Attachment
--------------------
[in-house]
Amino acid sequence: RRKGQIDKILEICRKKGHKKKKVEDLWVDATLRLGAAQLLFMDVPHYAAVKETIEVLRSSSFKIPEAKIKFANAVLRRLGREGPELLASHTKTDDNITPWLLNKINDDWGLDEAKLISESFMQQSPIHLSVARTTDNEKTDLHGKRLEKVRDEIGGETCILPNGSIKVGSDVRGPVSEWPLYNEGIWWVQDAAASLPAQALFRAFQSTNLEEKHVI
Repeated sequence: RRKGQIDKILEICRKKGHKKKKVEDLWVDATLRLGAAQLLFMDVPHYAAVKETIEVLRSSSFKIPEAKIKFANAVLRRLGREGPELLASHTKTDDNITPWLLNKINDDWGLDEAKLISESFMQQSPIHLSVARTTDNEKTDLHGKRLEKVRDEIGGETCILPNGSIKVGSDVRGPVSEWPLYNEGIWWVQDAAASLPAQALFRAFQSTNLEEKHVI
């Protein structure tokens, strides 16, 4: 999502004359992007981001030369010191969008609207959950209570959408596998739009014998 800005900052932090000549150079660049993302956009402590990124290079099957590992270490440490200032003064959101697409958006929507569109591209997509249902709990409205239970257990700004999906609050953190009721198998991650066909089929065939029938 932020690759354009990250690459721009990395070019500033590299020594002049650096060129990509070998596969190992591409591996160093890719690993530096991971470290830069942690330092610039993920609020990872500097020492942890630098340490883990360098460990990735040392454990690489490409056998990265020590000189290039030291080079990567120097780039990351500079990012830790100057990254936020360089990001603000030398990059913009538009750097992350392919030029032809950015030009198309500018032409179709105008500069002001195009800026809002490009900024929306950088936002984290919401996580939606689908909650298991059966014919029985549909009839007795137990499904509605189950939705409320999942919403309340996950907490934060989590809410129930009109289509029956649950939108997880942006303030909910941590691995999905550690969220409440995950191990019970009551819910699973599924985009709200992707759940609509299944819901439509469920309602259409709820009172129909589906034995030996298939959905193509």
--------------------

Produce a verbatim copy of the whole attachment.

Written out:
[in-house]
Amino acid sequence: RRKGQIDKILEICRKKGHKKKKVEDLWVDATLRLGAAQLLFMDVPHYAAVKETIEVLRSSSFKIPEAKIKFANAVLRRLGREGPELLASHTKTDDNITPWLLNKINDDWGLDEAKLISESFMQQSPIHLSVARTTDNEKTDLHGKRLEKVRDEIGGETCILPNGSIKVGSDVRGPVSEWPLYNEGIWWVQDAAASLPAQALFRAFQSTNLEEKHVI
Repeated sequence: RRKGQIDKILEICRKKGHKKKKVEDLWVDATLRLGAAQLLFMDVPHYAAVKETIEVLRSSSFKIPEAKIKFANAVLRRLGREGPELLASHTKTDDNITPWLLNKINDDWGLDEAKLISESFMQQSPIHLSVARTTDNEKTDLHGKRLEKVRDEIGGETCILPNGSIKVGSDVRGPVSEWPLYNEGIWWVQDAAASLPAQALFRAFQSTNLEEKHVI
């Protein structure tokens, strides 16, 4: 999502004359992007981001030369010191969008609207959950209570959408596998739009014998 800005900052932090000549150079660049993302956009402590990124290079099957590992270490440490200032003064959101697409958006929507569109591209997509249902709990409205239970257990700004999906609050953190009721198998991650066909089929065939029938 932020690759354009990250690459721009990395070019500033590299020594002049650096060129990509070998596969190992591409591996160093890719690993530096991971470290830069942690330092610039993920609020990872500097020492942890630098340490883990360098460990990735040392454990690489490409056998990265020590000189290039030291080079990567120097780039990351500079990012830790100057990254936020360089990001603000030398990059913009538009750097992350392919030029032809950015030009198309500018032409179709105008500069002001195009800026809002490009900024929306950088936002984290919401996580939606689908909650298991059966014919029985549909009839007795137990499904509605189950939705409320999942919403309340996950907490934060989590809410129930009109289509029956649950939108997880942006303030909910941590691995999905550690969220409440995950191990019970009551819910699973599924985009709200992707759940609509299944819901439509469920309602259409709820009172129909589906034995030996298939959905193509």